Pour Fabienne Giuliani, historienne rattachée à l’EHESS qui a épluché des centaines de dossiers judiciaires liés à des incestes, cet exemple illustre les ambiguïtés de la notion de consentement : « On se demande parfois si ce désir affiché n’est pas une intériorisation de la part des victimes pour soulager la violence qu’elles ont subie depuis toutes petites, explique-t-elle. Il ne faut pas oublier que l’inceste représente, outre une violence sexuelle, de genre et générationnelle, une violence affective : les enfants aiment toujours leurs parents. Ils ne savent pas forcément comment se positionner, y compris une fois devenus adultes. »
      Des incestes moins sulfureux que d’autres ?

      Reste certaines situations où l’inceste semble davantage toléré. « Il faut distinguer l’inceste parent-enfant et l’inceste entre enfants du même âge, précise ainsi Clotilde Leguil. Ce dernier peut conduire à des interrogations, à partir de fortes angoisses, mais n’engendre pas le même effondrement psychique que lorsque le monde des adultes se fracture et que l’emprise d’un parent instrumentalise l’amour de l’enfant. » Fabienne Giuliani confirme que la justice s’est toujours montrée plus tolérante envers ces cas : « J’ai vu beaucoup d’affaires impliquant des couples frères-sœurs. Sauf exception, ces derniers n’étaient pas jugés pour viols, mais pour infanticide. » D’après le Code civil, les enfants nés de ces unions ne peuvent en effet bénéficier d’une reconnaissance officielle, ce qui a pu conduire à des actes meurtriers.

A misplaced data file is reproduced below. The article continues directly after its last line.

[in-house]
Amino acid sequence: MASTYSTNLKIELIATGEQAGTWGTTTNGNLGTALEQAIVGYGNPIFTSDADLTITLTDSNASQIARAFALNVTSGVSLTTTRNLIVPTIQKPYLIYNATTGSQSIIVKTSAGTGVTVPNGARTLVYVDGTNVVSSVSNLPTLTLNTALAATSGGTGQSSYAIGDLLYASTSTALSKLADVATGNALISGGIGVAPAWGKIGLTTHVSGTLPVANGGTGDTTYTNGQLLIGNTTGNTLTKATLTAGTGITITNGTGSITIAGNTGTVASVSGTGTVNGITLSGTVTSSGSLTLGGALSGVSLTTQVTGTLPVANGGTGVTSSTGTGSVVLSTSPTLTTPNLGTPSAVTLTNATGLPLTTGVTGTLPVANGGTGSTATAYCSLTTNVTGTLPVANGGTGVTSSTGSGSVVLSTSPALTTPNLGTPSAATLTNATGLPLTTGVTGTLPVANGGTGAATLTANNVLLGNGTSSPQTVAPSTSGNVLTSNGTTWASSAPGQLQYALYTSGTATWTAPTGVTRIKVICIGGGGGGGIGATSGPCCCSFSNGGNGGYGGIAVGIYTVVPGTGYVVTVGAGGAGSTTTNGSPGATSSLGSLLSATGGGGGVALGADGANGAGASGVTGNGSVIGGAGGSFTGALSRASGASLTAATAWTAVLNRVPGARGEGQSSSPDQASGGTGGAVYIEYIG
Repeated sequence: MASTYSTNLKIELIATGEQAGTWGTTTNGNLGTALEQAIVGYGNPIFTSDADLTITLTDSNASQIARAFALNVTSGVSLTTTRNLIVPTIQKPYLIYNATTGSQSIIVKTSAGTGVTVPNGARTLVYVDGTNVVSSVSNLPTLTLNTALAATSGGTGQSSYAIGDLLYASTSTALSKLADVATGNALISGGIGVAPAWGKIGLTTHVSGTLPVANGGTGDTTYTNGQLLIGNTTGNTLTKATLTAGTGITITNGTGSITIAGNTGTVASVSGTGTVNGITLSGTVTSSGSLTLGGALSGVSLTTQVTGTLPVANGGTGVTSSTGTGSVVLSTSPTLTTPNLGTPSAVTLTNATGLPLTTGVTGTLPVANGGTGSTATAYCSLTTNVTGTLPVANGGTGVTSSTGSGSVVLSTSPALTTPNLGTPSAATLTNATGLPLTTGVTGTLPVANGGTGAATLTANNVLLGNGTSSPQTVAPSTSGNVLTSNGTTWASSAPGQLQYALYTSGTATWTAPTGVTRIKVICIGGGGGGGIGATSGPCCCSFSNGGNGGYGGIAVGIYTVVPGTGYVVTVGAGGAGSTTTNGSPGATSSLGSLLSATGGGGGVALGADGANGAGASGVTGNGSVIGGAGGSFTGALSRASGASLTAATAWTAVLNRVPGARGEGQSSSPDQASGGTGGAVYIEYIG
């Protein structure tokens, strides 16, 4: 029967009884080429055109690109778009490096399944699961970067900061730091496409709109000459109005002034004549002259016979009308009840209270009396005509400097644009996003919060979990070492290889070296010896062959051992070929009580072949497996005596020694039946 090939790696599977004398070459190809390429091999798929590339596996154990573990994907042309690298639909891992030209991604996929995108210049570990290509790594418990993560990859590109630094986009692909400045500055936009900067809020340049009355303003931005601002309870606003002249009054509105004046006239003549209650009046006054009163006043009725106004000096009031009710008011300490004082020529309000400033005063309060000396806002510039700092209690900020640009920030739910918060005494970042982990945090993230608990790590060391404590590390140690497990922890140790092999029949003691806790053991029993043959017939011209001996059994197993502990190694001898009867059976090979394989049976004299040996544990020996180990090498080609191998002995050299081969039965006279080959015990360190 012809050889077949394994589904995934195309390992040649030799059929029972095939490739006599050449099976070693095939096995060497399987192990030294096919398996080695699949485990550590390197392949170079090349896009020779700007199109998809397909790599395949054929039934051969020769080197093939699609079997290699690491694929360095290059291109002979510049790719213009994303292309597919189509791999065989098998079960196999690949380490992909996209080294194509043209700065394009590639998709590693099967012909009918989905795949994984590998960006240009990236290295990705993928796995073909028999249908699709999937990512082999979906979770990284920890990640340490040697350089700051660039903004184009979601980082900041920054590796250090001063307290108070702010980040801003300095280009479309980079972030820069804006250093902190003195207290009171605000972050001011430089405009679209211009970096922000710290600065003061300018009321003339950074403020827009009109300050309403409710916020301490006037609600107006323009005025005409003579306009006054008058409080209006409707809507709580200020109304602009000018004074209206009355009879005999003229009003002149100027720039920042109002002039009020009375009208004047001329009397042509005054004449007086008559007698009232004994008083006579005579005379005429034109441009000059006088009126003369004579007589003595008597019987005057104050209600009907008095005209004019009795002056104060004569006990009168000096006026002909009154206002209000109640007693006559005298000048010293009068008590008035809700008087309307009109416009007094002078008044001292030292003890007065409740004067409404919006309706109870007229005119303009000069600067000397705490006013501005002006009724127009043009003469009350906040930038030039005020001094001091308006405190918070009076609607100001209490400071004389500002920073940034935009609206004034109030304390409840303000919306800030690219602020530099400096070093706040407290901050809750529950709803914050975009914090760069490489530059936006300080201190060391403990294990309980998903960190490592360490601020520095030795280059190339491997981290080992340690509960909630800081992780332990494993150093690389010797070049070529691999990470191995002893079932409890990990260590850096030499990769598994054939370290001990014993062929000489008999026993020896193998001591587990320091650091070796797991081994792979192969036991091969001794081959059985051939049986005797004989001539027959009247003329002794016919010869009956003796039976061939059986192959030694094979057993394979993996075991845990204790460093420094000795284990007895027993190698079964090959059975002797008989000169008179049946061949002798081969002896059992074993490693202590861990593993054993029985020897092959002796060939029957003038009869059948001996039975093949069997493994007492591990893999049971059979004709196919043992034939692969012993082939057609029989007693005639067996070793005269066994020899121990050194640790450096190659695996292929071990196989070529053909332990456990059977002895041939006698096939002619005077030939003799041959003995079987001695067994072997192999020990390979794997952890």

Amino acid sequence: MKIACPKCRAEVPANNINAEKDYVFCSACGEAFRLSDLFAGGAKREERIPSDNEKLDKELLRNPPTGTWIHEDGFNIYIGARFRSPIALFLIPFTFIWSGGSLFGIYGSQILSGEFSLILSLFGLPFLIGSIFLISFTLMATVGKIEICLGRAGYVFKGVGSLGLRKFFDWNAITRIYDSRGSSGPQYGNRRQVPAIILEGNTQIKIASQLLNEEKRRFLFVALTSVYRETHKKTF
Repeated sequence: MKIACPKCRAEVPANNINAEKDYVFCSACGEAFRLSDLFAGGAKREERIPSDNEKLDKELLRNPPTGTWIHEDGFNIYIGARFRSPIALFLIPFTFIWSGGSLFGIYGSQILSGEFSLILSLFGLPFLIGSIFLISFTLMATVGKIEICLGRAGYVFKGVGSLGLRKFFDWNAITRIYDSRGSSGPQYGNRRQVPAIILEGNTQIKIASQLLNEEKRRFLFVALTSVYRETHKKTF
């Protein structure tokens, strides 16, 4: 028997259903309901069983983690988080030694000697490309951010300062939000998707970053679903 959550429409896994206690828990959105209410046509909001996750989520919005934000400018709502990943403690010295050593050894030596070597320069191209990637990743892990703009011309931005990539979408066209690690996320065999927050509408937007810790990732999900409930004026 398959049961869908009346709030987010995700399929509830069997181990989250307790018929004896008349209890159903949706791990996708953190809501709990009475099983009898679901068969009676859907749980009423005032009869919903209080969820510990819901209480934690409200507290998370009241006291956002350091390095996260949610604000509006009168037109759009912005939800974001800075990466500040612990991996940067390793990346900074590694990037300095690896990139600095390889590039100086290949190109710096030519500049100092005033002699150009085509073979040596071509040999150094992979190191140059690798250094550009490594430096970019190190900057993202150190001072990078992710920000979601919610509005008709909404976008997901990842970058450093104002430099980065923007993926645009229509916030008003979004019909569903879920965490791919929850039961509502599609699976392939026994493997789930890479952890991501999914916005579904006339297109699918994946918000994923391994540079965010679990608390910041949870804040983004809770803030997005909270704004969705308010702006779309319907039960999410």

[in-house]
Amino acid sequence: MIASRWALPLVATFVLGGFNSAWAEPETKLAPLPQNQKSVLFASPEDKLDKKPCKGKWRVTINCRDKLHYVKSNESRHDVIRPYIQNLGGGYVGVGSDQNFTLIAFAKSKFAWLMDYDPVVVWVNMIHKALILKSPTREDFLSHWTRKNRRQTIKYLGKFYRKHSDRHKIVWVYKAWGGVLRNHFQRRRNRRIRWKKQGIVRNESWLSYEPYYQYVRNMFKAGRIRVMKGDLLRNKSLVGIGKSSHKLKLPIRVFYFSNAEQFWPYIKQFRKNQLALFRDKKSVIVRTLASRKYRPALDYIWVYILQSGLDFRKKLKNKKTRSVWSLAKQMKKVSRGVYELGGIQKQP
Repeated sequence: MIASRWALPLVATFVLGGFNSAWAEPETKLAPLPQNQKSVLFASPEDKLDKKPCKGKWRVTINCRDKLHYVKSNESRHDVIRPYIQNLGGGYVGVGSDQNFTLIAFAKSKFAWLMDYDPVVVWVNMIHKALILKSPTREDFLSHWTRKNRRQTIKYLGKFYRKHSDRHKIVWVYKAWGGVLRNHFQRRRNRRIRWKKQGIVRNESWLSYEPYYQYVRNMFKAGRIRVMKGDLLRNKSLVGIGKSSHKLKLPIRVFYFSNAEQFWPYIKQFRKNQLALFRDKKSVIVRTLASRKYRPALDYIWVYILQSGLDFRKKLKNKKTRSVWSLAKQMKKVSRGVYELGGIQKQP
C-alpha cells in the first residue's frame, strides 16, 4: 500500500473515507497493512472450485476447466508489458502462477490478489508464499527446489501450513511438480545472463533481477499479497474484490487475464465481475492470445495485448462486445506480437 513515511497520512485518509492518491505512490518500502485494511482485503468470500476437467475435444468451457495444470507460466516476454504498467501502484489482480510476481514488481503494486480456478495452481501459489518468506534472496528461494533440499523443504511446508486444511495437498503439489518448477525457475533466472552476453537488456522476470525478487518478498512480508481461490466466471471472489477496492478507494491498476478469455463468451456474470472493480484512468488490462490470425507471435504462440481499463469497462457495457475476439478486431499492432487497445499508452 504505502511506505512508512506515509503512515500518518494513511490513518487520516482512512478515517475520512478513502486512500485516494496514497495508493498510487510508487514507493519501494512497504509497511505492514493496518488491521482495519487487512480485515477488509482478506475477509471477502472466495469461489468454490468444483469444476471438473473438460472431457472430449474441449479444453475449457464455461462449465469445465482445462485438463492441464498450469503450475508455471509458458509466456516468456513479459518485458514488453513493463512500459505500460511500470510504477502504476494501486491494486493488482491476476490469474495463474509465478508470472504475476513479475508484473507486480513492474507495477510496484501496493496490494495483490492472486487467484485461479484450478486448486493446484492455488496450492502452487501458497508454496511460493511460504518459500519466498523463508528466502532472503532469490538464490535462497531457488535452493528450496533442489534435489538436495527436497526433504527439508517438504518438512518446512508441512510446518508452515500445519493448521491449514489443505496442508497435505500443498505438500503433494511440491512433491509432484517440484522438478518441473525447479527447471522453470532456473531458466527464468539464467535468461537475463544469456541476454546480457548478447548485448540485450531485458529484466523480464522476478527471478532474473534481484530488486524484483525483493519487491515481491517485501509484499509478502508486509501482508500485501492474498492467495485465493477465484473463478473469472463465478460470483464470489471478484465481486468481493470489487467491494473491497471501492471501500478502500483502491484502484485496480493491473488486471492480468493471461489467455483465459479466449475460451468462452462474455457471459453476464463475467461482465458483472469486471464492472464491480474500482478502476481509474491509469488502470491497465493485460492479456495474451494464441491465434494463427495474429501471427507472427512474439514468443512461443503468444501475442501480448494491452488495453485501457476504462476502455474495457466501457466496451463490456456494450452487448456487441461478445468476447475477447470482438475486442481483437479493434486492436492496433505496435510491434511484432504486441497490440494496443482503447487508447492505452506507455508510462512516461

Depuis 1810, certaines lignes ont donc bougé. Les dispenses de mariage ou de parenté, qui permettent de reconnaître de façon dérogatoire une union ou une naissance proscrite, ne sont plus accordées avec autant de largesse, surtout quand l’écart d’âge est important : « Au XIXe, il existait encore des cas où des beaux-pères demandaient d’épouser leur belle-fille, par exemple. C’était souvent accordé quand des enfants étaient nés de ces unions, pour qu’ils soient reconnus. » Aujourd’hui, la jurisprudence a intégré qu’entre un parent biologique et un parent adoptif, comme entre Olivier Duhamel et « Victor » Kouchner, c’était le même type d’ascendant, et donc la même gravité des faits. En revanche, la jurisprudence évolue en sens inverse pour les relations entre frères et sœurs : en 2017, la justice a reconnu la double filiation d’une fillette de 8 ans née d’un frère et d’une sœur. Une décision exceptionnelle, prise au nom de l’intérêt de l’enfant.